Confident Dutch claims about being serious World Cup contenders face early examination when they open their Group A campaign against African champions Senegal, who are reeling from the shock of losing their talisman.
The absence of Sadio Mane, ruled out of the tournament by a knee injury, could prove a catastrophic blow to Senegal's hopes of breaking new ground for Africa at the tournament, but they are still expected to be testing opponents in Doha's Al Thumama Stadium on Monday (Tuesday 3am AEDT).
Netherlands coach Louis van Gaal has been confidently predicting his side have the ability to go all the way in Qatar, finally winning the World Cup after losing three previous finals.
"We don't have the best players in the world in our team but I believe in team building and tactics and we have players who can execute the tactical plan of the coach," he said this week, "and we can get all the way to the final."
The wily 71-year-old took the Netherlands to third place at the World Cup in Brazil eight years ago and since returning to the job last year, has taken the team on a 15-match unbeaten run.
But whether they are able to deliver on their coach's belief - and make a positive start - remains to be seen given the key elements of the Dutch team have struggled with injury and form this season.
Captain Virgil van Dijk has been a shadow of the player previously proclaimed one of the world's top defenders, while Frenkie de Jong and Memphis Depay have struggled with niggling injuries at Barcelona.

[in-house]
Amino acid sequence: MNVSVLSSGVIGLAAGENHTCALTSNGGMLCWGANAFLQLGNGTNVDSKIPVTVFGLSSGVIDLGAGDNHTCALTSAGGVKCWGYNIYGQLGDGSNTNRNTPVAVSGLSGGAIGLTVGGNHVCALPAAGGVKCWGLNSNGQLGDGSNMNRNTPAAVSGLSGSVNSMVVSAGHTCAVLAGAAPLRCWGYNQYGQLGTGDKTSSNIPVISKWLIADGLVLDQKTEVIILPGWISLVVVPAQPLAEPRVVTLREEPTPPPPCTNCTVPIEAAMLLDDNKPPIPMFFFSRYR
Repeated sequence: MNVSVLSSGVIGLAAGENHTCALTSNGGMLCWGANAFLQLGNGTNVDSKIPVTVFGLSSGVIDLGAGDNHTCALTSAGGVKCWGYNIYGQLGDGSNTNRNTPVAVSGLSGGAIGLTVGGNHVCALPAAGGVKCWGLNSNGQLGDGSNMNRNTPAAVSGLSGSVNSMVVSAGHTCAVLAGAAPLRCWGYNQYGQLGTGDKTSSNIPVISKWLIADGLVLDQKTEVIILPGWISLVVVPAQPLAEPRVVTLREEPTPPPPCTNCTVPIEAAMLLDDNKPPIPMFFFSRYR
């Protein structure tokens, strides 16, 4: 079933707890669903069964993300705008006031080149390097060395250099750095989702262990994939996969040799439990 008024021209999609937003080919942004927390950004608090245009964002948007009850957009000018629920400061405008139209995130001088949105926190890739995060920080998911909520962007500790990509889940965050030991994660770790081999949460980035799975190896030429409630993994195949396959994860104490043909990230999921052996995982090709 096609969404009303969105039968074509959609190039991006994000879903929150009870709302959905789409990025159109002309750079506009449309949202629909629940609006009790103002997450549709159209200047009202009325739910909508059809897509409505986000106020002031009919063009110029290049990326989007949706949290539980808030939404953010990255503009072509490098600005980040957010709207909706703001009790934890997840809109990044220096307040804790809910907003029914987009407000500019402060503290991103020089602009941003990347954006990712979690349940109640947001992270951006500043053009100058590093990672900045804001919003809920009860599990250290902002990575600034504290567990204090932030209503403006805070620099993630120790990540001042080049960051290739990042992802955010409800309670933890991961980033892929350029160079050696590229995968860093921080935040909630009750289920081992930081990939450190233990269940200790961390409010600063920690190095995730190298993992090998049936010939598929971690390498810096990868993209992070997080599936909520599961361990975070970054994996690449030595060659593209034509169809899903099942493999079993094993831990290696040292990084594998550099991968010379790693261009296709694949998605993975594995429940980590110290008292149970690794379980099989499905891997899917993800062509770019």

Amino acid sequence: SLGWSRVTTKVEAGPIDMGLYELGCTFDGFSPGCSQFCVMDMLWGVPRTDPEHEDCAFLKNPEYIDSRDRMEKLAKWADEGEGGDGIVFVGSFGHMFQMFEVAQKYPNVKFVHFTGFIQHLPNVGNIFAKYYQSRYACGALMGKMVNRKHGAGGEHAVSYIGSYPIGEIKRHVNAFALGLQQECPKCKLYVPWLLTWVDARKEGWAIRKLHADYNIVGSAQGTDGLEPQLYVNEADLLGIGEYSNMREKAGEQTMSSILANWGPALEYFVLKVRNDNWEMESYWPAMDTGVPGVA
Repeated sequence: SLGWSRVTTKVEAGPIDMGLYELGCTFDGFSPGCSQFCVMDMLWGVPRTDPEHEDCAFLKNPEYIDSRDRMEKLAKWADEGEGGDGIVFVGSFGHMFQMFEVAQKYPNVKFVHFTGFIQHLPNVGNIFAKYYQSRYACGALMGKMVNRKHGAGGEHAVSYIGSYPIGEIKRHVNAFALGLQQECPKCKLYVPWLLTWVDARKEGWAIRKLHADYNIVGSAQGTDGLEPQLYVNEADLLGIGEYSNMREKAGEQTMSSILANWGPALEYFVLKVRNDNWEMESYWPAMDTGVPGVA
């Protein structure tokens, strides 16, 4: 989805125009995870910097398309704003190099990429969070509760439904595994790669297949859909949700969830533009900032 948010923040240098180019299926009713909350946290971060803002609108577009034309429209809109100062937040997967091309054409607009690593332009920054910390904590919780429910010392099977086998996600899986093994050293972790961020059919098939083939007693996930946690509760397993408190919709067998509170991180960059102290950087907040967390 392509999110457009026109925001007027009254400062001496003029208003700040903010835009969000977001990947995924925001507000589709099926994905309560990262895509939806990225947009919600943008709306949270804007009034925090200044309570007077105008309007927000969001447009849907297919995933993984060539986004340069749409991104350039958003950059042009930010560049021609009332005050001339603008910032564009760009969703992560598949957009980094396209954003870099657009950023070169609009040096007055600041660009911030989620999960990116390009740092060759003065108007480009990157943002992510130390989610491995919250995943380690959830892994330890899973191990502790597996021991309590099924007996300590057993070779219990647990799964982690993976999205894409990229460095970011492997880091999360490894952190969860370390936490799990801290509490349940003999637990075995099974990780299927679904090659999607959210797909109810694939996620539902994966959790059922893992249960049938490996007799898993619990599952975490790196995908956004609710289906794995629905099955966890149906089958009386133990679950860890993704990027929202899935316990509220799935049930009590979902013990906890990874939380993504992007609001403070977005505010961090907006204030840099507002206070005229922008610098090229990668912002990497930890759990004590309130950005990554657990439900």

These woes, however, pale in comparison to the blow that Senegal suffered in losing Mane, who hurt his knee playing for Bayern Munich on November 8 and, after days of speculation, was finally ruled out on Thursday.
It will be a major psychological blow to a side that Mane propelled to Africa Cup of Nations success at the start of the year and then kicked the winning penalty for, as they edged Egypt in a shootout for a berth at the World Cup finals.
Senegal are considered the best hope for African success in Qatar after a dire tournament for the continent in Russia four years ago, where all five representatives failed to get past the first round.
They are one of only three African countries who have previously reached the World Cup quarter-finals, which Senegal achieved 20 years ago. Coach Aliou Cisse wants his players to believe they can go as far, or even further again, even if Mane is no longer around.
"That's the kind of confidence I want my players to have. I want them to tell themselves that if France can win, why not us?" he said.